As we walk along the highway called grief, may we all come to know that we can practice self care, that self care is not selfish, and when others judge us, that judgement is without merit. It’s become my purpose to help educate others who are on the outside looking in. People tend to judge that which they don’t understand, I’ve been guilty of it myself. Helping someone understand the depth, breadth, and width of grief gives me purpose. It also gives me hope. My world, just like all of yours, came crashing down with such force that I thought I’d never be the same again. I won’t be. Neither will you. What can we become? We can become a voice and a hand in the dark for one another. We can provide a safe place for someone just starting their grief journey to fall. We can listen. We can pray. We can encourage one another. And we can share. No matter where you are on your journey, I hope you know that you are not alone. I know I’m not alone, and for that I say thank you!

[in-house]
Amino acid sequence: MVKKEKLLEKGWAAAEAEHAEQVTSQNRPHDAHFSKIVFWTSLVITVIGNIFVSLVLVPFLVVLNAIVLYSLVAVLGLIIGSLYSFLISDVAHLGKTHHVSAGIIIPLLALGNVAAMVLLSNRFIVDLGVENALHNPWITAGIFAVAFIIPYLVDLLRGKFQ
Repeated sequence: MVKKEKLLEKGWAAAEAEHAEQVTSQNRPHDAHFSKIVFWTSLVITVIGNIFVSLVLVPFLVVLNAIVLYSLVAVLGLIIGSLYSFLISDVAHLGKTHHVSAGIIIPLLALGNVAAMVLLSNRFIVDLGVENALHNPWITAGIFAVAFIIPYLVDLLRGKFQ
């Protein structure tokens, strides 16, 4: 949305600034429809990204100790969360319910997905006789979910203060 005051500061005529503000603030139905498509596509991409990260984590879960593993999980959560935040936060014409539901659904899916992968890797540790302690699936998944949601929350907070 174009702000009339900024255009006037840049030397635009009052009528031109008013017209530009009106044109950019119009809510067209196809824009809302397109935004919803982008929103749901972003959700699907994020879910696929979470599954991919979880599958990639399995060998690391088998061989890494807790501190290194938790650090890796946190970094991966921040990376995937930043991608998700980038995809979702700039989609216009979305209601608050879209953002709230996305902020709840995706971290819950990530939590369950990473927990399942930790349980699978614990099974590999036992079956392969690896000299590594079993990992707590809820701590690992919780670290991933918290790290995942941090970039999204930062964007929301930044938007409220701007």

365 (Plus One)

Hey Everyone,

It’s been a bit, and I’m still hanging in, missing my husband. Nothing new there.

365 plus one? 365 days ago, plus one, my beloved husband was discharged from the Polytrauma Unit of the Richmond, Virginia Veteran’s Hospital. I would sell my soul to the devil himself if it meant I could erase the last 365 days. Erase and start over. As we all know, time is the one thing that we can’t replace. We can’t save it. It doesn’t earn interest, and sadly, it hasn’t yielded a profit.

I’ve begun to look ahead, finally, in a healthy, though sad, way. I’m beginning to make plans for a future that will not include my husband in the physical sense, but it will bring much honor to his memory. I have been seeking and researching resources that will help me navigate my way as a widow and I’ve found a non-profit organization that I seem to fit with. I am hoping to connect with others who have lost someone that served, maybe even become a mentor some where down the road. I am taking it one step at a time, but have a good feeling in my gut that I have finally found a new, but familiar village. I have been so supported by my family and friends and I know they all will continue to hold my hand. The organization I found will give me purpose again, something I haven’t felt since my beloved died. He was my purpose for so long, and now I have to make me, and honoring his memory, my purpose.